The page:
But, he has gone this far and not further.  Just this week, U.S. Assistant Secretary of State for Western Hemisphere Affairs, Roberta Jacobson, said publicly that Cuba must meet political preconditions before the U.S. will consider advancing the relationship.

Meanwhile, U.S. citizens are paying for costly schemes – like a self-help video with its “incredible disappearing $450,000 contract” discovered by Tracey Eaton, and ZunZuneo, USAID’s Twitter Trojan Horse, uncovered by the AP – that reflect the Cold War mentality of sneaking into Cuba through the backdoor, when our government ought to be engaging with Cuba openly and respectfully and with the region on the interests we share.

That means working with Panama to avert a region-wide boycott at next year’s Summit of the Americas by ensuring that Cuba, as Francisco Álvarez de Soto, Panama’s Foreign Minister, said, is “brought into the OAS and all their forums.” It means directly engaging with Cuba, as U.S. Rep. Barbara Lee and her delegation advocated, without preconditions, so we can finally obtain the release of Alan Gross.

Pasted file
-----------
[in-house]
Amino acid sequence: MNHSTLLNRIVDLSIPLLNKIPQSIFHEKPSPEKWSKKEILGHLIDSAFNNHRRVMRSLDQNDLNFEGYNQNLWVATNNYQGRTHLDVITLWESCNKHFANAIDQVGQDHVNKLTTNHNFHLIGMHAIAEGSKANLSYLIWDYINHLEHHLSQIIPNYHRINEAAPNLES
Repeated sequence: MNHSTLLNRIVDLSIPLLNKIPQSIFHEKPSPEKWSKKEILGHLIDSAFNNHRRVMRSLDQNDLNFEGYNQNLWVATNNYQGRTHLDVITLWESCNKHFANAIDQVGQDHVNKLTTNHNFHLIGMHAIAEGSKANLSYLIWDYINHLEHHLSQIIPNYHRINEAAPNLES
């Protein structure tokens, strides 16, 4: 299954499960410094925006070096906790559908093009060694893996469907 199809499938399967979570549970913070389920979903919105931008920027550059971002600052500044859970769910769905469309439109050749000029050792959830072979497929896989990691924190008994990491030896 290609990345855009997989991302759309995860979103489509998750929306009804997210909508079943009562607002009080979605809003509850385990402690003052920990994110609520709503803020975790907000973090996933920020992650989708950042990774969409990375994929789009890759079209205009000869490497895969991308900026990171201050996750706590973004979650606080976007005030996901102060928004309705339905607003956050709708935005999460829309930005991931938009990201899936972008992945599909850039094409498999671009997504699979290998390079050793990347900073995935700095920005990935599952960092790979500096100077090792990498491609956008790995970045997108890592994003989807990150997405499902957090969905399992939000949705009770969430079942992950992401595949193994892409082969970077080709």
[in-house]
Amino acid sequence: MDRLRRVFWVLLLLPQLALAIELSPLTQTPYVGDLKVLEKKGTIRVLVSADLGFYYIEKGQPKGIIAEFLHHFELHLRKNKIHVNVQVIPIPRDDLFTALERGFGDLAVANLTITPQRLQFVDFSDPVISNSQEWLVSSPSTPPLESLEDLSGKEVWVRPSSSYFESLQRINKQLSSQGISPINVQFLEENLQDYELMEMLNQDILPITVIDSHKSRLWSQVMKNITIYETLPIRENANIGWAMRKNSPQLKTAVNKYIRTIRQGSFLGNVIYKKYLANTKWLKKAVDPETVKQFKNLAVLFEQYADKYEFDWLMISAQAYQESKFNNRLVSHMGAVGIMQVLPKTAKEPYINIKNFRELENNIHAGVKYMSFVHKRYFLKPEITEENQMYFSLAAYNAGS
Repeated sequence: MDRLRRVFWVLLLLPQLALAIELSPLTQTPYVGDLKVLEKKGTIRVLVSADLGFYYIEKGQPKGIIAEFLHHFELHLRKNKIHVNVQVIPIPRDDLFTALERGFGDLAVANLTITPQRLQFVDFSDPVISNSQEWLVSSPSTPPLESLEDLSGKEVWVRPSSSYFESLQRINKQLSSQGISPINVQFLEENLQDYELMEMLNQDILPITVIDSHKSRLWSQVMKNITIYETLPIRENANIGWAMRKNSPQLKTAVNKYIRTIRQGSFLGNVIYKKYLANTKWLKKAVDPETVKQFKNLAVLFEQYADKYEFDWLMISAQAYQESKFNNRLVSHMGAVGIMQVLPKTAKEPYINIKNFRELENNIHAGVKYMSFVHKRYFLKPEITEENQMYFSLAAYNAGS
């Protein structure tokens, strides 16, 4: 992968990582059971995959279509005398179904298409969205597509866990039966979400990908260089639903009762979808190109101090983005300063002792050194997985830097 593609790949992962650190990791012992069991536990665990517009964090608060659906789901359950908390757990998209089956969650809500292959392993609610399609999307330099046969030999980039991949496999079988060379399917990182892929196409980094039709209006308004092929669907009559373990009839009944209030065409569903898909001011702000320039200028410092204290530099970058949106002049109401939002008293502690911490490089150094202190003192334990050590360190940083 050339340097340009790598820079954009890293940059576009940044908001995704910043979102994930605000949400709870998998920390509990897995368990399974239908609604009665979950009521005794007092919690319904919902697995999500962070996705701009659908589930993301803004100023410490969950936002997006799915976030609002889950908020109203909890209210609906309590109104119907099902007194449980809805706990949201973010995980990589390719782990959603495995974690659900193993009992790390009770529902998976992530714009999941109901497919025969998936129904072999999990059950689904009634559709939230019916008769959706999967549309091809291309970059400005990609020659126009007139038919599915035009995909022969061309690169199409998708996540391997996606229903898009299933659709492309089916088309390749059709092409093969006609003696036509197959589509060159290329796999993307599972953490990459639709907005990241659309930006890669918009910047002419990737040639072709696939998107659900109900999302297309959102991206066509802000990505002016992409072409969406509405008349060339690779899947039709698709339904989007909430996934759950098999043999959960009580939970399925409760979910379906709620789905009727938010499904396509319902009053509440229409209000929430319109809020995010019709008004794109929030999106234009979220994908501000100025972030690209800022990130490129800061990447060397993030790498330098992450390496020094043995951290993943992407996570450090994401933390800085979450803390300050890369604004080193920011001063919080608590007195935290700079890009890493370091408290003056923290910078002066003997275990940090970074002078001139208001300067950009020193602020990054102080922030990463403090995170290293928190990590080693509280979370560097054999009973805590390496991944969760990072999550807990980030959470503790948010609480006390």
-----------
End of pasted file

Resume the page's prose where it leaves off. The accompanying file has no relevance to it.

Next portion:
***

People who seek a new relationship with Cuba are at worst called “appeasers.” At best, they are considered naïve.  That’s what his opponent called then-Senator Obama, when he talked about negotiating with Cuba in 2008.  We liked his position then, when he responded: “There’s nothing more naïve than continuing a policy that has failed for decades.”

But five years later, when Secretary Kerry told the OAS, “The era of the Monroe Doctrine is dead,” he couldn’t get many in the audience to applaud.  Perhaps they found him naïve.